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Back in 2012, Portland, OR approved a $35 tax to supports arts education and arts organizations around the city. In 2017 I wrote a post about how overhead was starting to cut into the amount of money available to distribute to programs. Part of that overhead was attributable to the fact people weren’t paying the tax and so funds had to be diverted toward enforcement. Last week, via Artsjournal, is another article mentioning that the tax hasn’t proven to be the boon supporters hoped it would be. For one, people still are resistant to paying it.
The art museum, like the rest of the big five, never received the targeted 5 percent support.
That’s in part because the tax has never brought in the $12 million a year voters were told to expect. (Revenues were $9.8 million the first year and peaked at $11.46 million in 2016.)
Portlanders have been reluctant to pay it. Although the city’s population has risen nearly 12 percent since November 2012 and tax receipts should have increased proportionally, figures show revenues still never reached levels proponents forecasted.
A point I want to clarify. The article makes it sound like arts funding for schools has diverted money that was intended for non-profit arts organizations. However, from my earlier posts, it appears the law that was passed intended to fund the schools first and then the non-profits would receive funding. In fact, this recent article says when the measure was passed in 2012, funding the schools was politically more attractive to voters than funding non-profits. While the arts organizations had been pushing the art tax idea for a long time prior to the vote, when the time came, the resolution being voted upon was written to fund the school first.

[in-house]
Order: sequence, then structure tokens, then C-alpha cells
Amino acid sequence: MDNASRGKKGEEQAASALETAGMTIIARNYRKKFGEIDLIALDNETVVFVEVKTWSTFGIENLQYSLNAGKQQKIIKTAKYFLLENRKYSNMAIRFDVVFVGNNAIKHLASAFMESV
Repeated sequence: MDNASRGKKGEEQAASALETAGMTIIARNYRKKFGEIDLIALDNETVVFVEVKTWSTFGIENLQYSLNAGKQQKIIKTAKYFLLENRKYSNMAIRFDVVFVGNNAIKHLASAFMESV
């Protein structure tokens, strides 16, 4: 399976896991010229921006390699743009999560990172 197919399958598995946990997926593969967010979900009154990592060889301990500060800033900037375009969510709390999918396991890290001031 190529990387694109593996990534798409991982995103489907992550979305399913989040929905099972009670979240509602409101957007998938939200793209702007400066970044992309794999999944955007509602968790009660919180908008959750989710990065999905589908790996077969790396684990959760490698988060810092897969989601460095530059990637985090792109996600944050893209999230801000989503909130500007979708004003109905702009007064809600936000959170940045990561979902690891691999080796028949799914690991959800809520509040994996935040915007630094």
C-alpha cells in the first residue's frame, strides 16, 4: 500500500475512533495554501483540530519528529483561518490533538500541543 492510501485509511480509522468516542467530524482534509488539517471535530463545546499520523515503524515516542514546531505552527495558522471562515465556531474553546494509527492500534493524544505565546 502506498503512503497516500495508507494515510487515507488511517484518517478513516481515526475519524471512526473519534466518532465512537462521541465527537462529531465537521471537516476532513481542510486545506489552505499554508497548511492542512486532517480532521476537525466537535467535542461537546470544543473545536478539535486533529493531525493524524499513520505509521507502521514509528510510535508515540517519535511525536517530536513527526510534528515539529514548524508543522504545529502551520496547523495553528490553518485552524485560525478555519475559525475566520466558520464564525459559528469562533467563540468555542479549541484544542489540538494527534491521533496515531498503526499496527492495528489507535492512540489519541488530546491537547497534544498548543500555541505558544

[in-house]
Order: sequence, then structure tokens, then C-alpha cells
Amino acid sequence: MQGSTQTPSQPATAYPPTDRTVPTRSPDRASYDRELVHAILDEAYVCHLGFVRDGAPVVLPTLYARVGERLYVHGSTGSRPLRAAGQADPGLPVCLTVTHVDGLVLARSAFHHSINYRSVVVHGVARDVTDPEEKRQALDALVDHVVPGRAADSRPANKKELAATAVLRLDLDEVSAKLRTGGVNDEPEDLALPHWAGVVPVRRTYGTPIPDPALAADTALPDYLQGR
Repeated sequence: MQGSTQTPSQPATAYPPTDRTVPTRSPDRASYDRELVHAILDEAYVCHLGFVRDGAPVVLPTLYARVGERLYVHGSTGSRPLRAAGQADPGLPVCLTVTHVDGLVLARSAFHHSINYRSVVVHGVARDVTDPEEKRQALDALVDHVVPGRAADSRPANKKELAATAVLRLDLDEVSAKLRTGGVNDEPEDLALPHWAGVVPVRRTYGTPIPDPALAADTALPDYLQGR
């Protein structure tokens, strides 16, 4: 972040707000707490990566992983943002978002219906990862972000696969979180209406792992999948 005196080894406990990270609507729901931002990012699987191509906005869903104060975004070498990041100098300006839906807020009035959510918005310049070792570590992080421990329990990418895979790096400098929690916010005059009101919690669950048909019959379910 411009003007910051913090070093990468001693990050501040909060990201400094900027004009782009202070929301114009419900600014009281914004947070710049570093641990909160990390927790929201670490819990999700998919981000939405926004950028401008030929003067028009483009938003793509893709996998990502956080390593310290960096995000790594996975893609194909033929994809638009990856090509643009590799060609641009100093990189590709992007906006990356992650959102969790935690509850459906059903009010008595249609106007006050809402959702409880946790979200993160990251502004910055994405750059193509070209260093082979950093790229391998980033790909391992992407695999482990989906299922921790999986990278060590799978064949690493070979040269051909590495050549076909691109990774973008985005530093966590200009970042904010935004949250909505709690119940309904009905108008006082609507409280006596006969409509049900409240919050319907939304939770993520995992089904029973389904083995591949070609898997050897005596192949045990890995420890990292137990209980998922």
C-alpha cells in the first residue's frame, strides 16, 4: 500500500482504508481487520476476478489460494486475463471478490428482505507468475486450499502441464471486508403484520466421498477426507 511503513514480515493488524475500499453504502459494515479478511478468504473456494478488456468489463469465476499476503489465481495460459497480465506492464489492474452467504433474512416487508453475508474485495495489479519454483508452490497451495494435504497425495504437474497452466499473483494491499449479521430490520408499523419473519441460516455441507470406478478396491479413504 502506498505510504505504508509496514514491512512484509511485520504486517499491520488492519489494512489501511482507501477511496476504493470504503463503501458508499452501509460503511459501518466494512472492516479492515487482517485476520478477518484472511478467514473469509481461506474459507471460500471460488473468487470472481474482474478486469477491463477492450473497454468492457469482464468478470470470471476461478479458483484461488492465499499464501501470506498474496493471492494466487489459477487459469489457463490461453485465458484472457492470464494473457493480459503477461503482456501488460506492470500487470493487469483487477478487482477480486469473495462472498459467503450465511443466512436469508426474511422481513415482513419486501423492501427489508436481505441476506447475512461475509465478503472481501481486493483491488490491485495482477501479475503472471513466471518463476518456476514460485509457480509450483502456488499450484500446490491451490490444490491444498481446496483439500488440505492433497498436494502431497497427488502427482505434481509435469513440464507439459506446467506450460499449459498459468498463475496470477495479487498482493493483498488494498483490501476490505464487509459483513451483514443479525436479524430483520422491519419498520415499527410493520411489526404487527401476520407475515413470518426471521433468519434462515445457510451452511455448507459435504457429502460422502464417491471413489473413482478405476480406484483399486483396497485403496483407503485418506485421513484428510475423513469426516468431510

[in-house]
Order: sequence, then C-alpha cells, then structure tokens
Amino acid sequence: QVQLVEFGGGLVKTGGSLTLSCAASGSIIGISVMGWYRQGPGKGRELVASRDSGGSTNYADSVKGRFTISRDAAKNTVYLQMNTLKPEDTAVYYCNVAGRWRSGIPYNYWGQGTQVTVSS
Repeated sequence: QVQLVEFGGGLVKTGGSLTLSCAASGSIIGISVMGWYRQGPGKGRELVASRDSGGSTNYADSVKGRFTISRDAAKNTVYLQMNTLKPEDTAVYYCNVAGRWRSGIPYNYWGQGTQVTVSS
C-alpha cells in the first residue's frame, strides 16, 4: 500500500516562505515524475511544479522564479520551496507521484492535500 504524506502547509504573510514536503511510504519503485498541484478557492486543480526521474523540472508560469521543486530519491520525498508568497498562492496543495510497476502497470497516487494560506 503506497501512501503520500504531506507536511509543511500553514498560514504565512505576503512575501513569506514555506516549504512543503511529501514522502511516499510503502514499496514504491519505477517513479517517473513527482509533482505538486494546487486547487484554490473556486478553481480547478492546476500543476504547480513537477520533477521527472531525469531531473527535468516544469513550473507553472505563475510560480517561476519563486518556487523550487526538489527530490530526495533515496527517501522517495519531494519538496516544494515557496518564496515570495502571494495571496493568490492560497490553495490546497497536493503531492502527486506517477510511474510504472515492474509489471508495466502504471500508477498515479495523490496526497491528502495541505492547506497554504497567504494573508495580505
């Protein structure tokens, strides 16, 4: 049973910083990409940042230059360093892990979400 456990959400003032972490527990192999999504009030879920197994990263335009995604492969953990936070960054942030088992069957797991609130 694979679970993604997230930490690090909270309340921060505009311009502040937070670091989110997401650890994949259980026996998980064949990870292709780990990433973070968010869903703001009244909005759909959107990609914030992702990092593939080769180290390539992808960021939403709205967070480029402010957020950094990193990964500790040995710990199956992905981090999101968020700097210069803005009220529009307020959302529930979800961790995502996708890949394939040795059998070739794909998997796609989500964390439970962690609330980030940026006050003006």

The other thing the article notes is that between the collection effects and the art tax name, there are public relations and perception issues which have proven problematic.
While arts leaders all favor more Portlanders paying the tax, some worry the city’s zeal to collect is counterproductive. “You get pinged with a letter, you get pinged with a postcard, you get an email saying time to pay the arts tax,” says Portland Center Stage’s Fuhrman. “That’s where I think the bad PR comes in.”
Andrew Proctor, executive director of Literary Arts, which produces the Portland Book Festival, says the public’s ill feeling has a cost. “Even the name ‘arts tax’ sounds punitive,” he says, “and it misleads citizens that in paying the tax they have supported arts institutions. They haven’t. It can damage our fundraising efforts and can polarize the conversation.”
Hawthorne, the former RACC official, says he fears the public may believe the tax works. “Ten to 12 million is a lot of money,” Hawthorne says. “People may perceive the arts have had their influx and now it’s time to focus on more pressing needs.”
The whole article provides a lesson for those considering advocating for an arts tax of some sort. The basic idea isn’t bad, but the way it is structured and executed needs to be thought out. The example of Portland points to things people want to avoid. The name; the way in which it is collected, structured and discussed; all call negative attention to it.
It is worth reading the whole article because it also mentions the Regional Arts and Cultural Council’s (RACC) initiative to provide more equitable funding for smaller arts organizations. Back in 2012, RACC was starting to require more diversity on the boards, staff and eventually audiences of Portland’s arts organizations. In January, I had written about how the Arts Council of England was instituting similar requirements, forgetting that Portland had been working toward that goal for nearly a decade now.
Last year, RACC shifted their funding model to better align with this philosophy which includes size and economic diversity among its criteria. As a result, the larger organizations in town receive less of the art tax money than they once did.